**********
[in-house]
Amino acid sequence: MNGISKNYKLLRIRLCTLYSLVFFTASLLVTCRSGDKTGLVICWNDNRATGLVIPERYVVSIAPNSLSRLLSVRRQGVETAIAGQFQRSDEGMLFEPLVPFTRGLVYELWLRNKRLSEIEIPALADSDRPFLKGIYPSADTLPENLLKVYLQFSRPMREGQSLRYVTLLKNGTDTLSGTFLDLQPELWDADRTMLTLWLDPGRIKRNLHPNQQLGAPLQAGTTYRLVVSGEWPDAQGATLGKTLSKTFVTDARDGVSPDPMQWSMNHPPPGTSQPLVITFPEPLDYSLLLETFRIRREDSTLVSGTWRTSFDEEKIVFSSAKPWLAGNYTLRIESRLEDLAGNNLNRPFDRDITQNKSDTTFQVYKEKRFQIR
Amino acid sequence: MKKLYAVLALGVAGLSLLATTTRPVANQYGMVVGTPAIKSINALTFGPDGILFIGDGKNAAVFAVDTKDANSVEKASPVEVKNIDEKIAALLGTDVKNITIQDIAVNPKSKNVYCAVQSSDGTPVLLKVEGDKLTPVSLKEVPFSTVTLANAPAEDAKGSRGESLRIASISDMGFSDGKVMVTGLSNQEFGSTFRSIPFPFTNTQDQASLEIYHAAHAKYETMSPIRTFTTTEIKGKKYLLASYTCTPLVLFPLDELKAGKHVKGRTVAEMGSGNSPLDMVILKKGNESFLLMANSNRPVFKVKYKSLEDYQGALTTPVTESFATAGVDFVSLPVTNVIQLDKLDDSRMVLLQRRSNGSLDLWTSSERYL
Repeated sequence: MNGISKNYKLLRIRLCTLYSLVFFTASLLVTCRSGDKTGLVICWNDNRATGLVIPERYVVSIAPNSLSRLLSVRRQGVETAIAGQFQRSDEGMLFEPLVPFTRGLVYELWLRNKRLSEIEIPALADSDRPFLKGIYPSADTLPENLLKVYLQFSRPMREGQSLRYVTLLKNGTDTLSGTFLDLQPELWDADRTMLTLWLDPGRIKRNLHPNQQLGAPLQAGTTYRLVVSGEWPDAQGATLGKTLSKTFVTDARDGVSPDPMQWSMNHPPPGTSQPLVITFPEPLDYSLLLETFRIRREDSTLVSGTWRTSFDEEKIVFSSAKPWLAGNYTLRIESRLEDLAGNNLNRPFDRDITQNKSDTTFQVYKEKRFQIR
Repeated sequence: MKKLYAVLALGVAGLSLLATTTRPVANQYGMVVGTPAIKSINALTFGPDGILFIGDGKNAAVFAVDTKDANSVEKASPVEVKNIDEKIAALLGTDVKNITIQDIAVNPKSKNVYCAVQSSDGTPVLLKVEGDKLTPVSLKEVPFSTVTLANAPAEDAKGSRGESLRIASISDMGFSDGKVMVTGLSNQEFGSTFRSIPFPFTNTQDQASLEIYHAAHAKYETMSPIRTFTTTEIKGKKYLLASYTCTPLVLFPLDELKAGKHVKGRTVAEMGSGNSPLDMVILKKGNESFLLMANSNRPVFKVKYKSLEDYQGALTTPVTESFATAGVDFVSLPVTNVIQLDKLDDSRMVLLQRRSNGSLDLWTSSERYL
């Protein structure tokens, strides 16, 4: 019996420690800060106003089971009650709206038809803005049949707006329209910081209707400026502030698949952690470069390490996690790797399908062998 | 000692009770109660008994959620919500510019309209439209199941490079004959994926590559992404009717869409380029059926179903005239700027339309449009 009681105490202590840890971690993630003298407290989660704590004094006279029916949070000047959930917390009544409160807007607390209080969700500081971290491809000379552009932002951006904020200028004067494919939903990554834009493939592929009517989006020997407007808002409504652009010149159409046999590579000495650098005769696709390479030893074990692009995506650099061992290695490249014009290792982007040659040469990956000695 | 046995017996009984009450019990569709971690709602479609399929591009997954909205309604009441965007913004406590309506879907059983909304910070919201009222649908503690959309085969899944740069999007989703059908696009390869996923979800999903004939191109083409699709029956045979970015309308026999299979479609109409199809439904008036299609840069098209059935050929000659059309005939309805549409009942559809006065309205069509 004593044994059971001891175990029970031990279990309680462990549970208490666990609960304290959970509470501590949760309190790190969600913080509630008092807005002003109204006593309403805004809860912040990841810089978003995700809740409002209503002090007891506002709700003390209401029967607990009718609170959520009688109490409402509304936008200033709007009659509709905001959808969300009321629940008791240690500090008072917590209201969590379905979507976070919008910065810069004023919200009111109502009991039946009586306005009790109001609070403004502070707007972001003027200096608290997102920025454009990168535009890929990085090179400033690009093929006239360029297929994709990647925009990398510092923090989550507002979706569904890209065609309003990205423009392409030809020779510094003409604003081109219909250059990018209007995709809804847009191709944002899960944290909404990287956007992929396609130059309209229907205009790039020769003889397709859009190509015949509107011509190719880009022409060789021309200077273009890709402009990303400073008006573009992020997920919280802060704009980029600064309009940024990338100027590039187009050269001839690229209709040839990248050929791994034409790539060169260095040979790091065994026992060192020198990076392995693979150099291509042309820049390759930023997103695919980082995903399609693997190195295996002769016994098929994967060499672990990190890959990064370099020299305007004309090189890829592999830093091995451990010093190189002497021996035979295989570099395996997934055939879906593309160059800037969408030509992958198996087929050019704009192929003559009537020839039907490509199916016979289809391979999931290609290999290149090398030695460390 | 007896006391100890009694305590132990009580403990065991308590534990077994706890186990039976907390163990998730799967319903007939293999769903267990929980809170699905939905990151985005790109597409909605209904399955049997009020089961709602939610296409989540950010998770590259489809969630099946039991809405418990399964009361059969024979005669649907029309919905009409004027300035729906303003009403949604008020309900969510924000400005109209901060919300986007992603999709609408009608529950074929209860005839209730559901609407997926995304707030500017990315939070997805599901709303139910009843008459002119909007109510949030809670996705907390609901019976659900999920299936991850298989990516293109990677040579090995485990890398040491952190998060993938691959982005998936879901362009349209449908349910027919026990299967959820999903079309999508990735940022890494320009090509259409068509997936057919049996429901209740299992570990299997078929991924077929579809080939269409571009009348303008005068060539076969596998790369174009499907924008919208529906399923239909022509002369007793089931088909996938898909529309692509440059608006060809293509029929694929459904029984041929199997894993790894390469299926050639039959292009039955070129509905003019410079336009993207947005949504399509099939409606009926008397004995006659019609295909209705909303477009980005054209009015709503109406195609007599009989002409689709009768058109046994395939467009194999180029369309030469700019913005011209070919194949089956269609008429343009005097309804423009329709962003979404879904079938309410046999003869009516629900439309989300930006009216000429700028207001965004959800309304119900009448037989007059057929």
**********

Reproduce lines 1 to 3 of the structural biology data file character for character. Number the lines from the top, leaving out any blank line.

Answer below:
[in-house]
Amino acid sequence: MNGISKNYKLLRIRLCTLYSLVFFTASLLVTCRSGDKTGLVICWNDNRATGLVIPERYVVSIAPNSLSRLLSVRRQGVETAIAGQFQRSDEGMLFEPLVPFTRGLVYELWLRNKRLSEIEIPALADSDRPFLKGIYPSADTLPENLLKVYLQFSRPMREGQSLRYVTLLKNGTDTLSGTFLDLQPELWDADRTMLTLWLDPGRIKRNLHPNQQLGAPLQAGTTYRLVVSGEWPDAQGATLGKTLSKTFVTDARDGVSPDPMQWSMNHPPPGTSQPLVITFPEPLDYSLLLETFRIRREDSTLVSGTWRTSFDEEKIVFSSAKPWLAGNYTLRIESRLEDLAGNNLNRPFDRDITQNKSDTTFQVYKEKRFQIR
Amino acid sequence: MKKLYAVLALGVAGLSLLATTTRPVANQYGMVVGTPAIKSINALTFGPDGILFIGDGKNAAVFAVDTKDANSVEKASPVEVKNIDEKIAALLGTDVKNITIQDIAVNPKSKNVYCAVQSSDGTPVLLKVEGDKLTPVSLKEVPFSTVTLANAPAEDAKGSRGESLRIASISDMGFSDGKVMVTGLSNQEFGSTFRSIPFPFTNTQDQASLEIYHAAHAKYETMSPIRTFTTTEIKGKKYLLASYTCTPLVLFPLDELKAGKHVKGRTVAEMGSGNSPLDMVILKKGNESFLLMANSNRPVFKVKYKSLEDYQGALTTPVTESFATAGVDFVSLPVTNVIQLDKLDDSRMVLLQRRSNGSLDLWTSSERYL